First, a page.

There are two other important terms in Philippians 1:6. One is the word perform from epiteléo. It means "to carry out to completion; to bring to a perfect end." Pauls persuasion regarding those for whom he prayed was that the work begun in them would see its perfection. Having begun, it would not wind up in frustration. Second is the term until the day of Jesus Christ. This meant Paul was believing for a work that would make those people whole for the time when Christ Jesus would be all in all upon the earth. He wasnt believing just for good religious activity in them, but for the wonderful inward work of the Holy Spirit that would make them ready to function with Christ in His everlasting Kingdom.
FOUR: THE PRINCIPLE OF AN ENLARGED
Here is the principle at work by which we, as intercessors, allow our hearts to become large enough to take on a concern for otherseven though we have problems of our own. This means we find the strength of spirit, mind, emotion, and will to leave our own circle of conflict and enter the conflict of someone else. Then, our own problems grow smaller as we see God taking concern for us while we are taking concern for others.
Several things in this verse are enlightening. First we note it is meet. This means "it is an equitable and fair thing." Paul was in jail. There was no equity or fairness in what he was going through. He could have been sending out distress signals for himself. He did not. Instead, he called it a fair thing for him to bear the burden and distress of others. He could do this because Christ was the sufficiency of his life. Having lost all natural privileges of comfort and freedom, he could pray for others and consider it a just thing because he had found his own spiritual comfort and freedom in relationship with the Lord. What a wonderful place! Its available for us. (Ephesians is all about this.)
There is also something enlightening in the words to think in this Philippians verse. They are from the Greek phronéo. Some of you who have been with us through the years remember that long ago the Lord spoke to me about the word phónema and its Verb form, phronéo. It means holding on to a certain way of thinking about something, or having a certain frame of thought that influences all other thoughts and decisions. (All the articles on the framework of the inner man have grown out of this.).
To think reached to the inner parts of Pauls mind, even to his heart where his feelings and affections were. It touched upon the way he thought about the persons to whom he was writing. His frame of mind regarding them was that they would come to their completion in Christ. He regarded them in no other way but this.
Paul had this attitude for a simple reason. He had stepped from his own circle of concern and need into the circles of others with their concerns and needs. In doing this, Christ had come into his circle. This was a powerful exchange. It caused him to have a higher frame of thought regarding others. Whereas, he might have looked on others and seen their depravity, he saw, instead, that they could come to completion in Christ. Thus, he prayed.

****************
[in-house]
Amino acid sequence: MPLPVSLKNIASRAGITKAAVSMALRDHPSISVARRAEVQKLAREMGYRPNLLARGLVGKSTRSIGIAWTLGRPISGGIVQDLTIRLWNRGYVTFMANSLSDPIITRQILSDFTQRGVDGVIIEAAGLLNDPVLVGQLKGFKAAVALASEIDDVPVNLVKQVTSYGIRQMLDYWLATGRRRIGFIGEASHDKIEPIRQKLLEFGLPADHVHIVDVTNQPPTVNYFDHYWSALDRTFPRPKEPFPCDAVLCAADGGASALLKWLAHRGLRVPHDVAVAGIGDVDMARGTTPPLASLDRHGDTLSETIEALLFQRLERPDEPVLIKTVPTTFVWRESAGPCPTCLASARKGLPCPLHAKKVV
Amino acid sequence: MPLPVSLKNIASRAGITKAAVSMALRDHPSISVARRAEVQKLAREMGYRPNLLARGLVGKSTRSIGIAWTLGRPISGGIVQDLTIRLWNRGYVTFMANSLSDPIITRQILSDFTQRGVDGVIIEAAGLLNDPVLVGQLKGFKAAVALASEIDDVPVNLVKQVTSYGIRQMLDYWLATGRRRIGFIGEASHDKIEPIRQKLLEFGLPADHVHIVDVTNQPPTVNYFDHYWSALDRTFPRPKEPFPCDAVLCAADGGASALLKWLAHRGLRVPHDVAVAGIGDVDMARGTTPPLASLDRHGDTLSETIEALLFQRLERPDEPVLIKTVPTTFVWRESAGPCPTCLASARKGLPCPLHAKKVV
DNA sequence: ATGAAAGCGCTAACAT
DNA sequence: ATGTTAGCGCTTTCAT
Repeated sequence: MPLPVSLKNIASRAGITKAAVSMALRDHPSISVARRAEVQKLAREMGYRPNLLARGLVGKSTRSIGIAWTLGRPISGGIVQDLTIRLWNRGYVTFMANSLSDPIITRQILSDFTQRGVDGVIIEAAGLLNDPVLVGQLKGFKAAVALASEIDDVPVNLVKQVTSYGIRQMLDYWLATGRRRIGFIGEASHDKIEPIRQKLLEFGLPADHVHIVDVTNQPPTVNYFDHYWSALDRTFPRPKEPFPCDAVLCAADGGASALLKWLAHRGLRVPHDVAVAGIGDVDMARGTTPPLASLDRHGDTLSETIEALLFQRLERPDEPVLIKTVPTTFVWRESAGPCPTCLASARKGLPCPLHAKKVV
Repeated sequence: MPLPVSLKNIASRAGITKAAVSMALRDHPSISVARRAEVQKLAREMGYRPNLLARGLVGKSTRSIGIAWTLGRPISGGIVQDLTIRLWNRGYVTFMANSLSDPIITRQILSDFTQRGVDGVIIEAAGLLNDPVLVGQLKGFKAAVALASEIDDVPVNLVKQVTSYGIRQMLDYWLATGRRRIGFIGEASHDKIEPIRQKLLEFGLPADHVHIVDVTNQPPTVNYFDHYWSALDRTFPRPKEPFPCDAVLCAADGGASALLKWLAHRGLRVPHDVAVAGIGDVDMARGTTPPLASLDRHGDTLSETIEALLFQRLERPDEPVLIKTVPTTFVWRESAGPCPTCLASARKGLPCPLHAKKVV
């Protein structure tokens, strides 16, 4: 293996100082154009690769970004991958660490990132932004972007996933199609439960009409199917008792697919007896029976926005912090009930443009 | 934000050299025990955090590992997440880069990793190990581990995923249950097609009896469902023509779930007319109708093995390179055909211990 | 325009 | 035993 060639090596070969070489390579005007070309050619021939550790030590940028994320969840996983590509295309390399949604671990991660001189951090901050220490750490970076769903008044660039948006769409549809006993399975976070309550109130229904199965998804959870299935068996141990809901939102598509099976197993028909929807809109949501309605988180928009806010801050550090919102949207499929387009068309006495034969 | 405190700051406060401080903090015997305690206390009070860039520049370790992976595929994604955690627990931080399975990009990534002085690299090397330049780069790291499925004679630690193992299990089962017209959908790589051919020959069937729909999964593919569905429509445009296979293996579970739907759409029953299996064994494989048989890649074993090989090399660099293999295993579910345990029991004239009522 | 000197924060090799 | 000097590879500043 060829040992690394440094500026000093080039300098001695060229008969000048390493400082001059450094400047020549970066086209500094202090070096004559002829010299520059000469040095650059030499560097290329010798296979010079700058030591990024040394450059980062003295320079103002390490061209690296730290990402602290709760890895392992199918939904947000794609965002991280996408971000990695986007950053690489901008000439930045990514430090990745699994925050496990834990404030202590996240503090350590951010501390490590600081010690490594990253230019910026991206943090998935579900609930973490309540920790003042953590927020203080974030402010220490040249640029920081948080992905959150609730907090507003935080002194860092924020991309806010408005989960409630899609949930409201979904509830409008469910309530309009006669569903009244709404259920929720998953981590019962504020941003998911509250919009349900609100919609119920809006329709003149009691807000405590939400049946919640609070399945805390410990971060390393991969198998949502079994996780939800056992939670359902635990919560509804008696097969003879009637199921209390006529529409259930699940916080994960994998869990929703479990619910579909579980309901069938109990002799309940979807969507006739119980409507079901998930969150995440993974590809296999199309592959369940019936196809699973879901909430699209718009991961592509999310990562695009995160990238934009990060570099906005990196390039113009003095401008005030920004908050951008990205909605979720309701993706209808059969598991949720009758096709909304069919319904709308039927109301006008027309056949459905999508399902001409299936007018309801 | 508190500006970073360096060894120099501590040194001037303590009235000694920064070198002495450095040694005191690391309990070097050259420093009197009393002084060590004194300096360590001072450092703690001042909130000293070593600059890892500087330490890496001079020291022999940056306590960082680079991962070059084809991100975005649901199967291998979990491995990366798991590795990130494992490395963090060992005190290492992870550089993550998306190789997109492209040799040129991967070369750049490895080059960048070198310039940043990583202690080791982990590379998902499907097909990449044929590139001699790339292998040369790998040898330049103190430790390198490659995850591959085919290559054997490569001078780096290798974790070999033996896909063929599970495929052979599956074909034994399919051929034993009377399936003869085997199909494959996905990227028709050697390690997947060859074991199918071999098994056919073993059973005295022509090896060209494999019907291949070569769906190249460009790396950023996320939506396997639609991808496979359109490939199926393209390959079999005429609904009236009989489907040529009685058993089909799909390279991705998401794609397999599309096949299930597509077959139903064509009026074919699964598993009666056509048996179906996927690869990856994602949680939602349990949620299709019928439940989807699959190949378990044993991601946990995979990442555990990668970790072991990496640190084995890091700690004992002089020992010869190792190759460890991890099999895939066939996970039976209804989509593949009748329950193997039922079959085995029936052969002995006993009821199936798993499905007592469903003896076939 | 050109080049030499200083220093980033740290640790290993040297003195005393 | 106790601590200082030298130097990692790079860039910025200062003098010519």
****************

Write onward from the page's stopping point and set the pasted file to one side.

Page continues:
Paul called what he had my grace. Being a partaker of Gods grace, its super abundance extended to those for whom he was praying.
FIVE: THE PRINCIPLE OF SHARING IN THE
COMPASSION THE LORD HAS FOR OTHERS
This is the principle of caring for souls with the same tender affection as the Lord Jesus. This comes on as intercessors spend time with the Lord and begin feeling what He wants for the souls under their care.
The word bowels is from the strange and difficult-to-pronounce Greek word splágchnon. It means "the chief intestines; the entrails." By metonymy, it means "the tender affections of the heart."
Something in the instructions the Lord gave Moses points to this. Under the ceremonial Law, the entrails of a sacrificial animal were burned all on the altar. But his inwards and his legs shall he wash in water: and the priest shall burn all on the altar, to be a burnt sacrifice, an offering made by fire, of a sweet savour unto the LordLeviticus 1:9. This is a picture of the affections and desires of the human heart being consumed on the altar of surrender to the Lord, and replaced by the affections and desires of the Holy Spirit.
It touches upon, and gives meaning to, what Jesus said in Luke 14:25-27 If any man come to me, and hate not his father, and mother, and wife, and children, and brethren, and sisters, yea, and his own life also, he cannot be my disciple. And whosoever doth not bear his cross, and come after me, cannot be my disciple.
The affections and feelings we have for father, mother, wife, children, brothers and sisters, and our own life also consist in what Paul calls the bowels. This is where we hold emotional feeling for others sometimes good, sometimes painful. These can be left on the altar of surrender, there to be replaced with the purified feelings and affections of Christ for these same people.
What an exchange!
Instead of feelings of frustration, disappointment, anger, guilt, and, sometimes, sympathyall of which eat at the inward parts of usthe compassion of Jesus Christ can come over us. Then the feelings and affectionsalong with the ability to hold others before the Throne of Gods gracebecome pure and peaceable. Intercession becomes a joyful thing. Faith can see its work accomplished because were set free to pray from Gods perspective, not our own.
© Berean Ministries